South Park and Black Mirror are Social Media’s Best Friends


The term ‘social media’ is about as loaded as they come. Like all powerful technologies (and Anakin Skywalker), it has the potential for both great and terrible things. There are, similarly, things to love and things to hate about ‘the media’ in general. But whilst the latter is perpetually challenged in the public sphere (indeed, there’s a near-endemic anxiety in mainstream newsrooms of the apparently paradoxical lack of their own readers’ trust) the same can’t necessarily be said of the former.

Enter Charlie Brooker, Trey Parker and Matt Stone. In a world where people give out personal information left, right and centre, casually and carelessly bemoan little things (making them big), and skim quite unfazed over the most horrendous vituperations for an average of almost two hours per day, the checks and balances which are South Park and Black Mirror are both hilarious and absolutely necessary. More than that, though: they’re actually doing social media a world of good.

Both shows might be considered studies on the power of the crowd and the individual. The current series of South Park (now its twentieth) centre-stages the abuse to which Twitter has habituated us – and subtly, but importantly, our collective reactions to it (namely the chain-reactions of animosity which allowed Kyle’s dad to troll the whole of Denmark last week). It offers people that wholesome spoon of cutting satire couched in a deeper, perhaps surprising, level of coherence with which regular viewers are pretty well-acquainted. Meanwhile, the new series of Black Mirror, launched on Netflix last week, provides a more Foucauldian take on the whole thing, with one episode, ‘Hated in the Nation’, being inspired by Brooker’s own experiences in the public glare. Without giving anything away, it outlines a typically dystopian world wherein Twitter is a vehicle of a gathering, violent storm: the ‘half-hate’ with which the episode deals comes on fast but then ‘drifts-off like the weather.’

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Together, these shows illuminate the prevalence of online abuse with a darkly comic spotlight – particularly so in Brooker’s case, whose take is made all the more cutting by its insistence on talking to the casual, laid-back, perhaps unwitting user than does South Park, which is both characteristically more conspicuous and which appears more critical of hot-headed reactions to trolls than of our supposedly less exceptional interactions online.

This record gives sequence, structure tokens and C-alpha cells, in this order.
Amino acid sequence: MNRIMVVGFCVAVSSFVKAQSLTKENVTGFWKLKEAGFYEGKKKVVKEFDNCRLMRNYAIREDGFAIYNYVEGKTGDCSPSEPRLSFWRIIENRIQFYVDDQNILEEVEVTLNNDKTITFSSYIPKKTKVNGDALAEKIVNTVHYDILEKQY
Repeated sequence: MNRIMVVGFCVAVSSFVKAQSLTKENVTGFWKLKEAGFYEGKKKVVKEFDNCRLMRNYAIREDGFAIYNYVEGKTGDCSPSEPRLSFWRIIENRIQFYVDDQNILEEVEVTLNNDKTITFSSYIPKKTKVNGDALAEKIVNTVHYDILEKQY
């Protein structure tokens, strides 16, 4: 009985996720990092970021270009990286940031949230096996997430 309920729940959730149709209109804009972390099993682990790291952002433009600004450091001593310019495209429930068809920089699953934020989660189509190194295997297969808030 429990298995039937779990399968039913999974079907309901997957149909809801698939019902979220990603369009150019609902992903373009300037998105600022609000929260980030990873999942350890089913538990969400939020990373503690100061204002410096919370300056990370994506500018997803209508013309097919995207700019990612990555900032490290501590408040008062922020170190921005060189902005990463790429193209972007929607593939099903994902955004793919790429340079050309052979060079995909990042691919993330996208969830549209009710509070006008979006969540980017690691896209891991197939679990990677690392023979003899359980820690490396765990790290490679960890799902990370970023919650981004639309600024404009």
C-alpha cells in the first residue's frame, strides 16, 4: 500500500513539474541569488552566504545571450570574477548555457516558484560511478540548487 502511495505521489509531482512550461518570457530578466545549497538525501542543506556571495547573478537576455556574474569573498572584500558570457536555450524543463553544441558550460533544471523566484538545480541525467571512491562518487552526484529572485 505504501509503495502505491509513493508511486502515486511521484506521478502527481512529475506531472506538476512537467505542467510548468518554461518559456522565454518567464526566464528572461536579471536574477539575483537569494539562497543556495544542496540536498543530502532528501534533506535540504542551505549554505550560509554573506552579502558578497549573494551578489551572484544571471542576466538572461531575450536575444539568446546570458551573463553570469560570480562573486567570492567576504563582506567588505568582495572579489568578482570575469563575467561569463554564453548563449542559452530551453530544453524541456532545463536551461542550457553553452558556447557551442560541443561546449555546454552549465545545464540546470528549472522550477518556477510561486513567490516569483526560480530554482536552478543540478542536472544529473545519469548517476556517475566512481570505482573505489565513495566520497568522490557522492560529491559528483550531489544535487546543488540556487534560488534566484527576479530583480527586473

But a word of warning to all you would-be watchers: take these shows with a pinch of salt. It’s important, essentially, not to malign the whole project of social media simply off the back of viewing them. Again, it can do good and bad, depending who’s holding the phone. Naturally, and absolutely for the best, it’s the negatives which are scrutinised most in active discourse. But the passive approval – and benefits this brings – of our simple everyday employment of such services is a tacit legitimisation of that which we’re checking. After all, as a means of organisation, social media is the most effective force out there. The ALS Association would have much emptier coffers without the individuals and groups which made such a boom of the ice bucket challenge. I probably wouldn’t have received the monumental total of 16 birthday messages yesterday without it (thank you again, everyone).So let's only chuck-out the bathwater here. 

That said, and to close where the title began, there’s no way to draw a single, satisfying line under ‘social media’ – it’s a site of our worst and best traits, both collectively and as individuals. It will probably remain as such for a while. But because eternal vigilance is the price of a good, healthy social media sphere (and liberty), I, for one, also watch TV.

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